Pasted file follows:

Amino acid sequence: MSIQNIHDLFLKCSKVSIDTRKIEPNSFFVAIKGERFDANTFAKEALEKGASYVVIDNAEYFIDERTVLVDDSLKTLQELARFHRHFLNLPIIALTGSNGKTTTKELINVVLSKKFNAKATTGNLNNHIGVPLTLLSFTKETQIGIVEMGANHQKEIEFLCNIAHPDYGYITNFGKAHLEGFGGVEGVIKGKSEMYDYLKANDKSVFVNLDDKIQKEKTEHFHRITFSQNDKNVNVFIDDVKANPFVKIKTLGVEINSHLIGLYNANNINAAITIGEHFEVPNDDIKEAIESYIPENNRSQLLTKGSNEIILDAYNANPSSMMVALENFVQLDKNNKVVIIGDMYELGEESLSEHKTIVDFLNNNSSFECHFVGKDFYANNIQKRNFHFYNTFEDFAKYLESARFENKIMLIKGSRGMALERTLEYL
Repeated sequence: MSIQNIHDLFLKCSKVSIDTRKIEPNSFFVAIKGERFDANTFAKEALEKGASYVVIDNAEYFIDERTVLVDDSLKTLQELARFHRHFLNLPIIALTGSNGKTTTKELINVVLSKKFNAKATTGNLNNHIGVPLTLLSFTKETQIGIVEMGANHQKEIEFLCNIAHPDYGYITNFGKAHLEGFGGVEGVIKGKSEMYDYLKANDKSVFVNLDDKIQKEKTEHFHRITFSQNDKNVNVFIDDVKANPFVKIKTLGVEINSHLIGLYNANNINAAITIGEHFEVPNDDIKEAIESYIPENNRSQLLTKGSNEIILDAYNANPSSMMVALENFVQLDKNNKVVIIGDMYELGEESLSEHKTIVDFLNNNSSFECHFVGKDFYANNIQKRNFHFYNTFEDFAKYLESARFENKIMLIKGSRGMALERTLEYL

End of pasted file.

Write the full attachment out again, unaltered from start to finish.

Amino acid sequence: MSIQNIHDLFLKCSKVSIDTRKIEPNSFFVAIKGERFDANTFAKEALEKGASYVVIDNAEYFIDERTVLVDDSLKTLQELARFHRHFLNLPIIALTGSNGKTTTKELINVVLSKKFNAKATTGNLNNHIGVPLTLLSFTKETQIGIVEMGANHQKEIEFLCNIAHPDYGYITNFGKAHLEGFGGVEGVIKGKSEMYDYLKANDKSVFVNLDDKIQKEKTEHFHRITFSQNDKNVNVFIDDVKANPFVKIKTLGVEINSHLIGLYNANNINAAITIGEHFEVPNDDIKEAIESYIPENNRSQLLTKGSNEIILDAYNANPSSMMVALENFVQLDKNNKVVIIGDMYELGEESLSEHKTIVDFLNNNSSFECHFVGKDFYANNIQKRNFHFYNTFEDFAKYLESARFENKIMLIKGSRGMALERTLEYL
Repeated sequence: MSIQNIHDLFLKCSKVSIDTRKIEPNSFFVAIKGERFDANTFAKEALEKGASYVVIDNAEYFIDERTVLVDDSLKTLQELARFHRHFLNLPIIALTGSNGKTTTKELINVVLSKKFNAKATTGNLNNHIGVPLTLLSFTKETQIGIVEMGANHQKEIEFLCNIAHPDYGYITNFGKAHLEGFGGVEGVIKGKSEMYDYLKANDKSVFVNLDDKIQKEKTEHFHRITFSQNDKNVNVFIDDVKANPFVKIKTLGVEINSHLIGLYNANNINAAITIGEHFEVPNDDIKEAIESYIPENNRSQLLTKGSNEIILDAYNANPSSMMVALENFVQLDKNNKVVIIGDMYELGEESLSEHKTIVDFLNNNSSFECHFVGKDFYANNIQKRNFHFYNTFEDFAKYLESARFENKIMLIKGSRGMALERTLEYL